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How light from a dead star reaches Earth?

  1. Dec 13, 2011 #1
    This seems to strike people I've talked to as a ridiculously simple question but no one can give me a simple answer. I thought this might be the place to get my explanation. I don't see how light can continue to travel millions of years through space after the star has died and it has no energy source. One fellow tried to compare it to water coming through pipes which is not a good comparison for when you turn the pump off there is no energy source to push the water. Starlight does not create a self sustaining energy as it travels, when you turn a laser off the beam does not continue onward, same with a flash light. So what am I missing here that explains how one light with no energy can travel for a million years but when I hit the button on my Maglite the beam ceases to be? Thanks in advance for answers, please be specific and explain in laymans terms.
     
  2. jcsd
  3. Dec 13, 2011 #2

    Doc Al

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    Staff: Mentor

    Sure the beam continues onward!
    It only seems to 'cease to be' because the time it takes for your Maglite beam to cross the room and be absorbed is tiny. It looks like the whole beam just disappears.

    Imagine a star continually sending out pulses of light. Those light pulses, once they leave the star, are on their own. They keep going until they are absorbed. No additional energy is needed to keep them going. When the star dies, no new light is emitted, but the light already emitted continues on its way.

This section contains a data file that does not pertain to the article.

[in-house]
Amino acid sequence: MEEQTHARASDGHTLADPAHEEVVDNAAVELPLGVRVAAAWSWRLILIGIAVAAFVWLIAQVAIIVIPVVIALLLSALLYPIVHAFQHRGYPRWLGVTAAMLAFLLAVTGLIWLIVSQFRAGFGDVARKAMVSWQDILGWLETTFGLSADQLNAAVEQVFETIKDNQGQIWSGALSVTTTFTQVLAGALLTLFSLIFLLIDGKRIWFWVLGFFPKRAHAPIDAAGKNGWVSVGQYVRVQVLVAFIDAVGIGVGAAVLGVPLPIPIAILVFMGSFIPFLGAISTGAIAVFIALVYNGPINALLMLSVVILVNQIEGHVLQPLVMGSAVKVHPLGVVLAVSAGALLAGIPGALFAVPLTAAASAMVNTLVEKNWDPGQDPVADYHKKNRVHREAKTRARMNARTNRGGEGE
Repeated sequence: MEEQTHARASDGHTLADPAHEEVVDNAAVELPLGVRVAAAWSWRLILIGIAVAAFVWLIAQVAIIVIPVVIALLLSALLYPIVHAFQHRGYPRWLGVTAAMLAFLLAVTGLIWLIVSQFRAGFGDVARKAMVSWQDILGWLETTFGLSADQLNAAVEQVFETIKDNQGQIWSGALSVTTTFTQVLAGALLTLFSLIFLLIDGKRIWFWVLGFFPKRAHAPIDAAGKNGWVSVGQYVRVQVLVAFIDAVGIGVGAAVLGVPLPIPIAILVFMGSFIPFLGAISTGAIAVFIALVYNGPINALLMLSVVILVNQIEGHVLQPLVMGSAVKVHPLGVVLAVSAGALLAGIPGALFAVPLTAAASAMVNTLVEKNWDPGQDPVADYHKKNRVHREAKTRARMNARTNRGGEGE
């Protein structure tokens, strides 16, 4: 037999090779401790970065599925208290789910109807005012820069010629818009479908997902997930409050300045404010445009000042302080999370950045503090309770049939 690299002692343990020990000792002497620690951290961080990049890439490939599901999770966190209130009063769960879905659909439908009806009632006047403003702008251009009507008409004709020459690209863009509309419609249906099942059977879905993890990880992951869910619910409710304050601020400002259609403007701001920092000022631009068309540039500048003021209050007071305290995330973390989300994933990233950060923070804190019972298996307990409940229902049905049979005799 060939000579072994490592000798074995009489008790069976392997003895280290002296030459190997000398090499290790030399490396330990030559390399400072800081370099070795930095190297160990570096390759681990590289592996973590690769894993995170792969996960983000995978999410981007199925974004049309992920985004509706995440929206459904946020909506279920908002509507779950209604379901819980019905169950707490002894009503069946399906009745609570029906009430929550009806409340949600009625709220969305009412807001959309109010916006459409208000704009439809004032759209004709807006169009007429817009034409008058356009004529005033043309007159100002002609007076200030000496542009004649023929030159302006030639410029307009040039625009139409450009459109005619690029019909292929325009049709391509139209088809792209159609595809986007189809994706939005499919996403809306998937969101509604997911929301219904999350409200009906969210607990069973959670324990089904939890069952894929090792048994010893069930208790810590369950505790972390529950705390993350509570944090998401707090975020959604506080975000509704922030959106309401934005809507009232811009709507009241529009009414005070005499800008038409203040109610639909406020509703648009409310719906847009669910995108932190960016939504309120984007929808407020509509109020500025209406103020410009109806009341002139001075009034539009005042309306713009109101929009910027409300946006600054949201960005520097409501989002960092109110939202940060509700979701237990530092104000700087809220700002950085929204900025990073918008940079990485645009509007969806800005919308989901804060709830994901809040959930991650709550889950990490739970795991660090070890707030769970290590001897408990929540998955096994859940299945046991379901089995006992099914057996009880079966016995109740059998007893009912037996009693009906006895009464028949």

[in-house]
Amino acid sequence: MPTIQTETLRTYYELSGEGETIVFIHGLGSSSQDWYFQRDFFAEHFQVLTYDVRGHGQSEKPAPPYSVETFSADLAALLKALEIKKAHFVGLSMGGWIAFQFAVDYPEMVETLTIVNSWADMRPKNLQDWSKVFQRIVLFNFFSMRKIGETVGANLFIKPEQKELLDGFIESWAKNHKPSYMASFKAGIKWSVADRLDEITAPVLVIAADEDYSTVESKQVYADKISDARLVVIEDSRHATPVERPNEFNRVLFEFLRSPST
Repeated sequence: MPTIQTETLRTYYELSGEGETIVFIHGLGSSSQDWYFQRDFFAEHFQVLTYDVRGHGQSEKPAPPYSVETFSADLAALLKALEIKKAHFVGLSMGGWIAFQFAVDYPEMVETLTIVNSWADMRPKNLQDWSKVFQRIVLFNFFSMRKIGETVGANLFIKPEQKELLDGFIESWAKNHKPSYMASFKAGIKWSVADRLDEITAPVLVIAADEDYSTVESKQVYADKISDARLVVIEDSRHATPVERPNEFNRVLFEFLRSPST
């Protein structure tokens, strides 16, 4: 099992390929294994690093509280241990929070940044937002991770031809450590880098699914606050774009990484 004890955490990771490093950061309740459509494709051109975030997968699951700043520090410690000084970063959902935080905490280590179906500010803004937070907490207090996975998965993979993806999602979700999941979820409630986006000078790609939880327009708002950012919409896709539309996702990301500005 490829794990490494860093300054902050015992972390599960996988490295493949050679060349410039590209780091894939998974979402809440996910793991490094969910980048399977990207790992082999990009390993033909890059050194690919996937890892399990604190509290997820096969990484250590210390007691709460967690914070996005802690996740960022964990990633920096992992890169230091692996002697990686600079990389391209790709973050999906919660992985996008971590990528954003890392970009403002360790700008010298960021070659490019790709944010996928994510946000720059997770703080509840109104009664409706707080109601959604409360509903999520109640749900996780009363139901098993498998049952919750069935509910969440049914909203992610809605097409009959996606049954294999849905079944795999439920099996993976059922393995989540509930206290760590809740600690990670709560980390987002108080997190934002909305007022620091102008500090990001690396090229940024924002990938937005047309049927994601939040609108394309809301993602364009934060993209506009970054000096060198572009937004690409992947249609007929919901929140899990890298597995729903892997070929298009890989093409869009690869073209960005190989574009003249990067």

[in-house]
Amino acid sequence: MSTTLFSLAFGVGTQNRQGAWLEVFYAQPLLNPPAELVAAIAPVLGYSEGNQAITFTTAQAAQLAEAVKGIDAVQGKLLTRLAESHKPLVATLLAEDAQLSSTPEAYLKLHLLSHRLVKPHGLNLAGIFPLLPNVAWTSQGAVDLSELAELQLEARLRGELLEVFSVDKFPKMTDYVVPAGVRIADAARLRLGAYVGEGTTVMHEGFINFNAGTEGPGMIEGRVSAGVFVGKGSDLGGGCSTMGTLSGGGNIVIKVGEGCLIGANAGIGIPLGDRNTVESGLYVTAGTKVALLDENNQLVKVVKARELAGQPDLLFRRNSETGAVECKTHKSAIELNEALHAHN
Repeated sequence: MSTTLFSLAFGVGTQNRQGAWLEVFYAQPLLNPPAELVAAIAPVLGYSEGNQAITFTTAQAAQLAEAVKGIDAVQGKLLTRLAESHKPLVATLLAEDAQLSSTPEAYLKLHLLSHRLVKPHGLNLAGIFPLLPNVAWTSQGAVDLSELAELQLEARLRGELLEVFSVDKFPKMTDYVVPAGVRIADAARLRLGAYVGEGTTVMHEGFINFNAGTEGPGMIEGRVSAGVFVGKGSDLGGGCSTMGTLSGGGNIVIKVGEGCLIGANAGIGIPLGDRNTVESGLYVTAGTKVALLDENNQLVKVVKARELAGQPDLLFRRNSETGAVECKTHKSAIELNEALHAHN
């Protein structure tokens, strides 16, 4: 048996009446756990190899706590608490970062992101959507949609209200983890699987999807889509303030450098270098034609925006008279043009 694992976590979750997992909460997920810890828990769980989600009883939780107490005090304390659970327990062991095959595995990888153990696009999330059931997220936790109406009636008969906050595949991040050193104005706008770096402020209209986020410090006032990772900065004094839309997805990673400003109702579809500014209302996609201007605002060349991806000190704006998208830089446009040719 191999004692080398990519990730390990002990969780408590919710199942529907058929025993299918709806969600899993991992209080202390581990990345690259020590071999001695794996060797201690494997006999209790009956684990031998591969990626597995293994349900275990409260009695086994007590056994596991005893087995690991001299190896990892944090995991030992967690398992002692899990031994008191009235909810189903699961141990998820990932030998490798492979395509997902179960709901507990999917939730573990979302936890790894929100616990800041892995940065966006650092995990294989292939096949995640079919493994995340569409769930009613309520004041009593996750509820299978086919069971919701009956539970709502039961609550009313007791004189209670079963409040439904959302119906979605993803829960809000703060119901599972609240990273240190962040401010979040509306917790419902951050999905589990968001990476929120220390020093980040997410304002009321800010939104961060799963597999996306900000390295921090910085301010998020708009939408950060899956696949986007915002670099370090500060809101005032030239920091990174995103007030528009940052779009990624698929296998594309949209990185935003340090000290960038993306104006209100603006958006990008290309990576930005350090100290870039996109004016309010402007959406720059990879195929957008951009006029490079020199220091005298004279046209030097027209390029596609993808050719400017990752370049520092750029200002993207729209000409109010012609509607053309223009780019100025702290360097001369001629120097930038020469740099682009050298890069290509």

Similarly, if you shine your Maglite to the sky the beam continues outward. When you shut off the flashlight, no new light is emitted, but the light that was already sent keeps going.
     
  4. Dec 13, 2011 #3
    When you turn a laser off the light that has already been emitted certainly does continue onward; photons that have been emitted by a star will move independently of whatever the star does afterwards, they don't know and they don't care. You do not need to constantly supply a photon with more energy in order to keep it moving and even if you did the star couldn't do that because the photons move at the maximum speed energy can travel.

    Edit: Oops, beaten to it
     
  5. Dec 13, 2011 #4
    Hypothetically, if I were able to sit in space and throw a bucket of baseballs. One after another, maybe 500 of them. If I also knew you were on the moon, I could throw these balls to you at a certain frequency, you could catch them and report back to me the frequency with which you recieved the balls. Because I cannot throw that fast, the balls would take time to travel, time in which I could be doing unrelated activities back on earth.

    Please do not confuse photons with baseballs, as they behave very differently.. But this analogy should suffice for a 'simple' answer.
     
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